The shuttle's current launch window closes Dec. 13 because of space station power and temperature issues related to the lab's orbit. The window reopens Dec. 30, but NASA managers do not want to conduct a launch campaign during the end-of-year rollover because of countdown software issues.

Given the subtle nature of the problems with the engine cutoff - ECO - sensors at the base of Atlantis' external tank, managers concluded there was not enough time to attempt repairs before the current launch window expires.

Bill Gerstenmaier, chief of spaceflight operations at NASA headquarters, said the delay to January would not cause a major disruption to the space station assembly schedule. The next two flights in the sequence are scheduled for launch in mid February and late April. The next flight after that is an August mission to service the Hubble Space Telescope.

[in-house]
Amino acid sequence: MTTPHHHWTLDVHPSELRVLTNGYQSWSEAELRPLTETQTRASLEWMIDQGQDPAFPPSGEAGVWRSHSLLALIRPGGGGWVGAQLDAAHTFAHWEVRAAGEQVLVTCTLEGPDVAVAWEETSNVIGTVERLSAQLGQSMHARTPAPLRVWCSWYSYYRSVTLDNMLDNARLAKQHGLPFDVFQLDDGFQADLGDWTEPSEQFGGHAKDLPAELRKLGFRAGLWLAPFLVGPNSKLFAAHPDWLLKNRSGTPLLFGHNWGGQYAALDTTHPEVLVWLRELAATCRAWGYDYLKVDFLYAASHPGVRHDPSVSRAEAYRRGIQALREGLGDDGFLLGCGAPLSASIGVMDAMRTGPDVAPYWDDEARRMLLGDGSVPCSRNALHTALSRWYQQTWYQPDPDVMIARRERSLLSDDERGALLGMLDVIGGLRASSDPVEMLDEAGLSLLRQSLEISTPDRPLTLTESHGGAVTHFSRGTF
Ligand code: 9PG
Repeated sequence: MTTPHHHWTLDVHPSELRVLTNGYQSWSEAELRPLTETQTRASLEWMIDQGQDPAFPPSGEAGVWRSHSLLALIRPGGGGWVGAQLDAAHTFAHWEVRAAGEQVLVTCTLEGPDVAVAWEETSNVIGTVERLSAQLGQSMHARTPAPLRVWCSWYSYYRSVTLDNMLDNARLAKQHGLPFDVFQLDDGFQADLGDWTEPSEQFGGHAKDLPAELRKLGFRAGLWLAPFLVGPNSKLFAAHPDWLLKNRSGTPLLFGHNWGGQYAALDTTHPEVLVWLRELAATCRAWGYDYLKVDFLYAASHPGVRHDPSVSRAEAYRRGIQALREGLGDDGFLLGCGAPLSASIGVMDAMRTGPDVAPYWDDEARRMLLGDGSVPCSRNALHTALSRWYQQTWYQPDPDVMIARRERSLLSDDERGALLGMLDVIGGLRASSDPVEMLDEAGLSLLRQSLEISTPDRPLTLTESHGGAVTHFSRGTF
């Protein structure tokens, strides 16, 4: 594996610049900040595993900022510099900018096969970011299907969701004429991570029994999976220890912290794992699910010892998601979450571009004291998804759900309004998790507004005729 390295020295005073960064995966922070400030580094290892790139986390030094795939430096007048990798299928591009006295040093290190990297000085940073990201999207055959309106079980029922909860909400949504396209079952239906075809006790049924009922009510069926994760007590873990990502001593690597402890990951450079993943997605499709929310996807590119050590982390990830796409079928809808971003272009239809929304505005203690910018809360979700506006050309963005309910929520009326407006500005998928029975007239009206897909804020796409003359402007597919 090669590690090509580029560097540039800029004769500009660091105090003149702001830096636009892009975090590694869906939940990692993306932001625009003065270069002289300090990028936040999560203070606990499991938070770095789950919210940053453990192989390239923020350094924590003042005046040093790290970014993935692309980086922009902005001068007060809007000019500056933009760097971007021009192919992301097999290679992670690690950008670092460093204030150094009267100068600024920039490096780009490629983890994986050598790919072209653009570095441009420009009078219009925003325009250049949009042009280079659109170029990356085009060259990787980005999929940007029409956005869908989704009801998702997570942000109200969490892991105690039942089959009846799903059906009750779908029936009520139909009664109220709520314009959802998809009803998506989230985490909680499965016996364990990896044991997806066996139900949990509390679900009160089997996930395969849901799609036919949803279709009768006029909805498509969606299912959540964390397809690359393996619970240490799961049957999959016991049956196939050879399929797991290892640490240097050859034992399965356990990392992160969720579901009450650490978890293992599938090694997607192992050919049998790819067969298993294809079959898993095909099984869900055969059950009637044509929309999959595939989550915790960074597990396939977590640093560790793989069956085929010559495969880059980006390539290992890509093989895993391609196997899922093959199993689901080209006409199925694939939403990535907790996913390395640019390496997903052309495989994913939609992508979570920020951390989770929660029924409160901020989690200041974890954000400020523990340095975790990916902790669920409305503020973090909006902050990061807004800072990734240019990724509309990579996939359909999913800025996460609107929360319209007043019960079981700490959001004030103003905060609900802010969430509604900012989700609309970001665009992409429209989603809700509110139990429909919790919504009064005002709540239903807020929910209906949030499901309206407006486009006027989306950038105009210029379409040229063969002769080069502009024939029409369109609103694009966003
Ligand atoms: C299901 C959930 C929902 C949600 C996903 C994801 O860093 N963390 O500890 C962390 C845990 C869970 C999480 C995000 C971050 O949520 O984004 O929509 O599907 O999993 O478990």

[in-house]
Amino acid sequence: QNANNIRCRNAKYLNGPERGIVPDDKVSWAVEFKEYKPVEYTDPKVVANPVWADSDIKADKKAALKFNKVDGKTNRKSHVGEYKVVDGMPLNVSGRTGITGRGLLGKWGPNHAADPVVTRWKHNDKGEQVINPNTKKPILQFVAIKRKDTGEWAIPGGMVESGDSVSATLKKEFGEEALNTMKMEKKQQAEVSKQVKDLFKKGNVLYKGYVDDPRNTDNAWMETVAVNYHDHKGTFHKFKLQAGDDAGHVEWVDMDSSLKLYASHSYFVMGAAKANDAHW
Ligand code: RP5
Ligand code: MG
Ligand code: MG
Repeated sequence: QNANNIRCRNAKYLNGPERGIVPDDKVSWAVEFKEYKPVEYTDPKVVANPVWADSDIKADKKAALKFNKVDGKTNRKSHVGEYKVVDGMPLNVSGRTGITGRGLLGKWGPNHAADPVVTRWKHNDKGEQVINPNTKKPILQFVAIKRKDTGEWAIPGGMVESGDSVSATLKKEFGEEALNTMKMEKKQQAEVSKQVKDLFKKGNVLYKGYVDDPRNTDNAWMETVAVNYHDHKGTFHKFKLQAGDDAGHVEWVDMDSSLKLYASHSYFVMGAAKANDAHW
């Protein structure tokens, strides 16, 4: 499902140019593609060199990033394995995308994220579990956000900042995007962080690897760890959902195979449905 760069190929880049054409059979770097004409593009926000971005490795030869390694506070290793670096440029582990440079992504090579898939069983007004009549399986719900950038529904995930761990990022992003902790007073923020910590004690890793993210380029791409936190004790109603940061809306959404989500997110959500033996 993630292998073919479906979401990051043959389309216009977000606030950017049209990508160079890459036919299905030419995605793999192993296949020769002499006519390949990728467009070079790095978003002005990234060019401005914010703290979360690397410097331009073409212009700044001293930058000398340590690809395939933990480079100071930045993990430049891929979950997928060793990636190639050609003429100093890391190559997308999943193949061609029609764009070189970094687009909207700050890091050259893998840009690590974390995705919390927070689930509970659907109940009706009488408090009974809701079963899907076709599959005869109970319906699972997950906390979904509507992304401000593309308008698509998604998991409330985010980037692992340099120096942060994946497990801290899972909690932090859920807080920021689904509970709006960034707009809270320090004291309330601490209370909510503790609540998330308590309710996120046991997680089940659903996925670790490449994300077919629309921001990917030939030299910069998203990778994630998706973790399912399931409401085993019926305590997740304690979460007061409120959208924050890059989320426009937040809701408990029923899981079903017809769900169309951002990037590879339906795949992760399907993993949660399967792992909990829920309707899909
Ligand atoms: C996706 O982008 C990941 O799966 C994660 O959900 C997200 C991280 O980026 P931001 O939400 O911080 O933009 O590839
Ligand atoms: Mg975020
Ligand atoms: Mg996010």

"If you look at what this means moving into January from a big-picture standpoint, it's not that big an impact to us overall, it won't impact the next mission, the February flight, we'll be able to accomplish that on time as planned," he said. "There's also some schedule time between that February flight and the April flight, there's a couple of weeks of margin in there so that can slip to the right.

"So from a big-picture standpoint, it's really not a big impact to us overall from an assembly of space station standpoint. There's enough margin in the system that we can accommodate this move into January without a big impact."